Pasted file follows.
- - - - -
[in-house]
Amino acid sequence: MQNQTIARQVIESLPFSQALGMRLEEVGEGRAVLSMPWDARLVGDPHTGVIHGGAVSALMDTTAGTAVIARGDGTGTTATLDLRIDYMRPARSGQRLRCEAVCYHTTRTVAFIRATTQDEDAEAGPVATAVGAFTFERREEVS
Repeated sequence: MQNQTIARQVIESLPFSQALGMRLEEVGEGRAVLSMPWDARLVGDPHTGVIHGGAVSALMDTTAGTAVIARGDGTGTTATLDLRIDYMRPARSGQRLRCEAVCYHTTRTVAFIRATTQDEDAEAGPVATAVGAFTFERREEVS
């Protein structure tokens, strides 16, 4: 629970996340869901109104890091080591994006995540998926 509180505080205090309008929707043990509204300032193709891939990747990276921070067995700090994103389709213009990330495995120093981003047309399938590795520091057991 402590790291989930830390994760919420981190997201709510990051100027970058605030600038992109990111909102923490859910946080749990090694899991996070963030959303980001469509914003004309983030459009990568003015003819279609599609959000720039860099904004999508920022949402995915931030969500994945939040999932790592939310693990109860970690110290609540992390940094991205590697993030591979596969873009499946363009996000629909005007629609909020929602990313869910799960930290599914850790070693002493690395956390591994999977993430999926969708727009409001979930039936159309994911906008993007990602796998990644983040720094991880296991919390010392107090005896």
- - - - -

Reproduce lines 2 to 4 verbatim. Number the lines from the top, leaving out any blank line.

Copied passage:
Amino acid sequence: MQNQTIARQVIESLPFSQALGMRLEEVGEGRAVLSMPWDARLVGDPHTGVIHGGAVSALMDTTAGTAVIARGDGTGTTATLDLRIDYMRPARSGQRLRCEAVCYHTTRTVAFIRATTQDEDAEAGPVATAVGAFTFERREEVS
Repeated sequence: MQNQTIARQVIESLPFSQALGMRLEEVGEGRAVLSMPWDARLVGDPHTGVIHGGAVSALMDTTAGTAVIARGDGTGTTATLDLRIDYMRPARSGQRLRCEAVCYHTTRTVAFIRATTQDEDAEAGPVATAVGAFTFERREEVS
């Protein structure tokens, strides 16, 4: 629970996340869901109104890091080591994006995540998926 509180505080205090309008929707043990509204300032193709891939990747990276921070067995700090994103389709213009990330495995120093981003047309399938590795520091057991 402590790291989930830390994760919420981190997201709510990051100027970058605030600038992109990111909102923490859910946080749990090694899991996070963030959303980001469509914003004309983030459009990568003015003819279609599609959000720039860099904004999508920022949402995915931030969500994945939040999932790592939310693990109860970690110290609540992390940094991205590697993030591979596969873009499946363009996000629909005007629609909020929602990313869910799960930290599914850790070693002493690395956390591994999977993430999926969708727009409001979930039936159309994911906008993007990602796998990644983040720094991880296991919390010392107090005896």